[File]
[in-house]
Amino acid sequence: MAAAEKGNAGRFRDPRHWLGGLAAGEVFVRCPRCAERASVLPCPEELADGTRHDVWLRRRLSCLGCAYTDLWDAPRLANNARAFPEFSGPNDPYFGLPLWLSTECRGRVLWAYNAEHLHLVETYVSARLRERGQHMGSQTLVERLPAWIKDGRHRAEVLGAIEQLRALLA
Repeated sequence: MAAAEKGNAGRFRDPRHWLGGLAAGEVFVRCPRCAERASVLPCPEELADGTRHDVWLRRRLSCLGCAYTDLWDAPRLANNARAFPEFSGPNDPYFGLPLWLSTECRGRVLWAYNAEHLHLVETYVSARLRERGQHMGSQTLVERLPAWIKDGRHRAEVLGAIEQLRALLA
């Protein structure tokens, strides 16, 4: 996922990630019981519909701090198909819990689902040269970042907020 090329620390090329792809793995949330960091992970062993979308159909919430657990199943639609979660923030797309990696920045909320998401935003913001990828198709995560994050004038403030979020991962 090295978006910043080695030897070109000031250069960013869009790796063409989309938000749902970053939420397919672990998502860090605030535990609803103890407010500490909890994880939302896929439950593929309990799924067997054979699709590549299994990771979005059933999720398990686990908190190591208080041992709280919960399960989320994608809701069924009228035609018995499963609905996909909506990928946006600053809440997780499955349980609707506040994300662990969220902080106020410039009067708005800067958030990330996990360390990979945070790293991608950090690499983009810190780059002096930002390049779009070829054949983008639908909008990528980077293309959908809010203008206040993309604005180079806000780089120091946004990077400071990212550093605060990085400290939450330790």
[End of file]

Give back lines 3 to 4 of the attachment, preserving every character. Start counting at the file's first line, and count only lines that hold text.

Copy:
Repeated sequence: MAAAEKGNAGRFRDPRHWLGGLAAGEVFVRCPRCAERASVLPCPEELADGTRHDVWLRRRLSCLGCAYTDLWDAPRLANNARAFPEFSGPNDPYFGLPLWLSTECRGRVLWAYNAEHLHLVETYVSARLRERGQHMGSQTLVERLPAWIKDGRHRAEVLGAIEQLRALLA
């Protein structure tokens, strides 16, 4: 996922990630019981519909701090198909819990689902040269970042907020 090329620390090329792809793995949330960091992970062993979308159909919430657990199943639609979660923030797309990696920045909320998401935003913001990828198709995560994050004038403030979020991962 090295978006910043080695030897070109000031250069960013869009790796063409989309938000749902970053939420397919672990998502860090605030535990609803103890407010500490909890994880939302896929439950593929309990799924067997054979699709590549299994990771979005059933999720398990686990908190190591208080041992709280919960399960989320994608809701069924009228035609018995499963609905996909909506990928946006600053809440997780499955349980609707506040994300662990969220902080106020410039009067708005800067958030990330996990360390990979945070790293991608950090690499983009810190780059002096930002390049779009070829054949983008639908909008990528980077293309959908809010203008206040993309604005180079806000780089120091946004990077400071990212550093605060990085400290939450330790």